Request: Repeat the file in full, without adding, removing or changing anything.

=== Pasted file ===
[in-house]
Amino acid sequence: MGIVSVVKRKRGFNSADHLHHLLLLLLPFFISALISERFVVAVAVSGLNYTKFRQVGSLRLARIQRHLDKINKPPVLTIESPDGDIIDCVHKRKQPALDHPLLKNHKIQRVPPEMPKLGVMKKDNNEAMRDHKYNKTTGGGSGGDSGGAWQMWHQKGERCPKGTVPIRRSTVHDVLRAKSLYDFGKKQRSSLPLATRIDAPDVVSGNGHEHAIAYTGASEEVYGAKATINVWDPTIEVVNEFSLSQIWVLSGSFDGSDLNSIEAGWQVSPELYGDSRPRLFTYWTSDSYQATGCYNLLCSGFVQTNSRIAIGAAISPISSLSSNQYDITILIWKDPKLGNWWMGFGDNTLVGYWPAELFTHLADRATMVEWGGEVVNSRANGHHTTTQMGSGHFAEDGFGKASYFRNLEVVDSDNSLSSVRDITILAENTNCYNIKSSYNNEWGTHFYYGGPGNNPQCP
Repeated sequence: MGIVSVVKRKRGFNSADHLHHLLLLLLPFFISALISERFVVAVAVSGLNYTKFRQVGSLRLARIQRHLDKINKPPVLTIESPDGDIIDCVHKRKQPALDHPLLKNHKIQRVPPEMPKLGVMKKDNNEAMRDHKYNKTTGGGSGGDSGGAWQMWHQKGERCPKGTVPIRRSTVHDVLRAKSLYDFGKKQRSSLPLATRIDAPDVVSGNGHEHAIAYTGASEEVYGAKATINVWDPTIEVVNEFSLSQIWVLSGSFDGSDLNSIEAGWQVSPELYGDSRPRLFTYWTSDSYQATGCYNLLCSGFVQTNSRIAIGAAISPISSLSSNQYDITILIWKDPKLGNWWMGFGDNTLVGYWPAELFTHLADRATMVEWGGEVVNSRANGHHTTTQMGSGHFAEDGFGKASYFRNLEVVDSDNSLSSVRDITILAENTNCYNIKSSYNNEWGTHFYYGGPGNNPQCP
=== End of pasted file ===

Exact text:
[in-house]
Amino acid sequence: MGIVSVVKRKRGFNSADHLHHLLLLLLPFFISALISERFVVAVAVSGLNYTKFRQVGSLRLARIQRHLDKINKPPVLTIESPDGDIIDCVHKRKQPALDHPLLKNHKIQRVPPEMPKLGVMKKDNNEAMRDHKYNKTTGGGSGGDSGGAWQMWHQKGERCPKGTVPIRRSTVHDVLRAKSLYDFGKKQRSSLPLATRIDAPDVVSGNGHEHAIAYTGASEEVYGAKATINVWDPTIEVVNEFSLSQIWVLSGSFDGSDLNSIEAGWQVSPELYGDSRPRLFTYWTSDSYQATGCYNLLCSGFVQTNSRIAIGAAISPISSLSSNQYDITILIWKDPKLGNWWMGFGDNTLVGYWPAELFTHLADRATMVEWGGEVVNSRANGHHTTTQMGSGHFAEDGFGKASYFRNLEVVDSDNSLSSVRDITILAENTNCYNIKSSYNNEWGTHFYYGGPGNNPQCP
Repeated sequence: MGIVSVVKRKRGFNSADHLHHLLLLLLPFFISALISERFVVAVAVSGLNYTKFRQVGSLRLARIQRHLDKINKPPVLTIESPDGDIIDCVHKRKQPALDHPLLKNHKIQRVPPEMPKLGVMKKDNNEAMRDHKYNKTTGGGSGGDSGGAWQMWHQKGERCPKGTVPIRRSTVHDVLRAKSLYDFGKKQRSSLPLATRIDAPDVVSGNGHEHAIAYTGASEEVYGAKATINVWDPTIEVVNEFSLSQIWVLSGSFDGSDLNSIEAGWQVSPELYGDSRPRLFTYWTSDSYQATGCYNLLCSGFVQTNSRIAIGAAISPISSLSSNQYDITILIWKDPKLGNWWMGFGDNTLVGYWPAELFTHLADRATMVEWGGEVVNSRANGHHTTTQMGSGHFAEDGFGKASYFRNLEVVDSDNSLSSVRDITILAENTNCYNIKSSYNNEWGTHFYYGGPGNNPQCP